One small possibility might be Takeshi Kitano, but I think a lot of his films are with Film Movement here. If they hadn't been released by them, perhaps Criterion would have stepped up to get his many films distributed by Bandai Visual, although the Japanese domestic releases having English subtitles probably makes releasing the films here less enticing.

So, for me, I would think the next of these sets will probably be themed. One possibility might be Godzilla, but I don't know what Criterion ended up doing with those after streaming (I think?), and Toho isn't likely to be a fan for reasons outlined above, even though they've released a lot of Godzilla / Kaiju films on Japanese Blu-ray already and don't seem in any hurry to release them again. In fact, some of those Japanese Blu-rays might be from 1080i HDTV masters, so perhaps Criterion wouldn't even want those.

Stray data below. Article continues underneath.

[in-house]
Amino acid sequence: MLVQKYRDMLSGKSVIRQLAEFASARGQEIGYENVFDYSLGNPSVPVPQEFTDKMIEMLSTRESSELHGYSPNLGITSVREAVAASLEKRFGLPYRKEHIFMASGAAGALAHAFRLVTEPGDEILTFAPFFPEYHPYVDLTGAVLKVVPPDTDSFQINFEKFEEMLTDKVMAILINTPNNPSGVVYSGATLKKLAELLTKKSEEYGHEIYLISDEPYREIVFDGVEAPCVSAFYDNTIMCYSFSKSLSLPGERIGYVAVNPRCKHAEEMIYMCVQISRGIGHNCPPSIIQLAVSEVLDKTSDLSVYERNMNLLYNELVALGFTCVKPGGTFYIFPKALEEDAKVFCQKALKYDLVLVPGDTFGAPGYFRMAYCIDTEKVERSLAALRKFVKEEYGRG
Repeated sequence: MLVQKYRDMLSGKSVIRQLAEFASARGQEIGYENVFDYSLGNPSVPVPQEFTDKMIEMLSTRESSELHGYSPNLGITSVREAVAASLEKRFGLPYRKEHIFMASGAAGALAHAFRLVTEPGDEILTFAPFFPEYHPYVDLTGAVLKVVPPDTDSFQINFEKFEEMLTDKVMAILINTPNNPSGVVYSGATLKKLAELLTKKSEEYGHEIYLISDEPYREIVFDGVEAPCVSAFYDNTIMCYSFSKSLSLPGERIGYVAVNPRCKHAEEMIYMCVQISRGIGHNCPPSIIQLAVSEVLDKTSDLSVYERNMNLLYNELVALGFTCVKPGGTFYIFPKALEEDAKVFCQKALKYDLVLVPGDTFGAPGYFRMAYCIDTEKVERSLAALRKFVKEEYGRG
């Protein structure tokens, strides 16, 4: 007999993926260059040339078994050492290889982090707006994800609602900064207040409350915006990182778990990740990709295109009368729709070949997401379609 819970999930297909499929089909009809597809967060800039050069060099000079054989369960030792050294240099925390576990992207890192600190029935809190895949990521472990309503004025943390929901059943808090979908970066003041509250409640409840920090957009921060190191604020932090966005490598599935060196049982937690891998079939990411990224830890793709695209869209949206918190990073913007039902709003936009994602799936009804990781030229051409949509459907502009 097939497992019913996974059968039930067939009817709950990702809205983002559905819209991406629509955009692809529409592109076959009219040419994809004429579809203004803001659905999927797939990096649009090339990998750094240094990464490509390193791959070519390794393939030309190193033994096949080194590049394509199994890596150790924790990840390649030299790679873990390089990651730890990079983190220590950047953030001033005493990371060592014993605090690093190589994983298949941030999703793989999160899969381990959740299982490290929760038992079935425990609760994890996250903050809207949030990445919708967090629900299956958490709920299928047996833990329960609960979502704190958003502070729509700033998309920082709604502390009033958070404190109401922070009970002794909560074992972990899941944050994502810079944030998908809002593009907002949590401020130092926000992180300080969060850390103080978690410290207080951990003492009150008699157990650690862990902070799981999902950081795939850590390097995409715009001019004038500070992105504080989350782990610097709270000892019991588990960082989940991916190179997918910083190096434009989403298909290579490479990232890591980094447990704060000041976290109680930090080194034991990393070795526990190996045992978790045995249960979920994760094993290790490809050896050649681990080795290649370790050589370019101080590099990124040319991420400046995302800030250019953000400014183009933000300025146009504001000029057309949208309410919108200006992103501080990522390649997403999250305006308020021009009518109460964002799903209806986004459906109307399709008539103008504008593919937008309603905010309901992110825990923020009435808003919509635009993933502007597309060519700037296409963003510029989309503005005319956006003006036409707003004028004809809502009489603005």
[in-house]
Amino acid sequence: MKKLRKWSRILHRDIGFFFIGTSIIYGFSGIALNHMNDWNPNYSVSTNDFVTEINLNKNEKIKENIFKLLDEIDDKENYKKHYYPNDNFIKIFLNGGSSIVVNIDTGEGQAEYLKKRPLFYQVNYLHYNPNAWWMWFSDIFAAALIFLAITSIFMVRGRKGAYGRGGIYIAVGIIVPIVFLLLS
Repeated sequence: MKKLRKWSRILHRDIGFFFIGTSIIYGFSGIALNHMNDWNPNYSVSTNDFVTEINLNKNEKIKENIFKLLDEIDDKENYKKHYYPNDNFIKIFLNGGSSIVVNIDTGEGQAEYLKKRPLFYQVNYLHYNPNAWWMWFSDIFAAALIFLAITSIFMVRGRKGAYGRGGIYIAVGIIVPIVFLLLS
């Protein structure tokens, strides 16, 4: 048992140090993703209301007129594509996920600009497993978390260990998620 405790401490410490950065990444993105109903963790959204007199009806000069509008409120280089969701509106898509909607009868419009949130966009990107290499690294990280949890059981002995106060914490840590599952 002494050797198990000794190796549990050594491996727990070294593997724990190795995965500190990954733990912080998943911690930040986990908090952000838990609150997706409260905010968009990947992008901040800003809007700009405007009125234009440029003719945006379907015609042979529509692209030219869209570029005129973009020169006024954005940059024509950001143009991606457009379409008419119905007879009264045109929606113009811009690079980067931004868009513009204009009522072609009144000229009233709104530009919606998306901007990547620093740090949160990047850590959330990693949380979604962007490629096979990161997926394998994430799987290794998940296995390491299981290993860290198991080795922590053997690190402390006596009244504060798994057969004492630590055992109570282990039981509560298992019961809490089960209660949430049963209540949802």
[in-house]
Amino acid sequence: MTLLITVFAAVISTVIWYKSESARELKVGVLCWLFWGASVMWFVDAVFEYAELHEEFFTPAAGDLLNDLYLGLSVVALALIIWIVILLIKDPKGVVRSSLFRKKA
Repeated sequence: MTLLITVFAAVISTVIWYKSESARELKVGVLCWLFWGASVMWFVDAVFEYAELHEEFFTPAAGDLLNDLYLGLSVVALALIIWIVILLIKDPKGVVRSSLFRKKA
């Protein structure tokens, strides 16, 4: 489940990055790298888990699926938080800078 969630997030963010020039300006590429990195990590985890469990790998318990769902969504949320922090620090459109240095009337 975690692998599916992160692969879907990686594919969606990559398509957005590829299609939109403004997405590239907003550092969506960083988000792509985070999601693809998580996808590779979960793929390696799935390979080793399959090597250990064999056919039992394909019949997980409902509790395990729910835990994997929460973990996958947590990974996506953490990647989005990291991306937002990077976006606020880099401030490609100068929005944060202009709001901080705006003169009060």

I suppose one scant possibility is to do a complete box set of a classic serialized TV series. This format has been woefully neglected here in the US, and Criterion have dabbled in TV before, mostly with a couple of LD releases. However, it would likely be tricky, and the US market has shown a continuing disdain for television series that would probably make a Criterion-priced box set untenable. Still, it would be nifty to get a series like M*A*S*H (or more realistically, The Munsters, which is far less content) from Criterion.
Last edited by McCrutchy on Fri Nov 30, 2018 7:28 pm, edited 1 time in total.

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MichaelB
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Re: Post-Bergman Boxing Speculation

#102 Post by MichaelB » Fri Nov 30, 2018 7:27 pm

OldBobbyPeru wrote:
Fri Nov 30, 2018 5:43 pm
I also vote for a Fellini box--long overdue for some upgrades there. The non-anamorphic And The Ship Sails On is sub-Criterion quality.
...and it needs the English soundtrack reinstated. Since the film is narrated onscreen by the great and inimitable Freddie Jones, I've never got on with the Italian dub, and I'd strongly argue that English shouldn't merely be included but actually made the default playback language.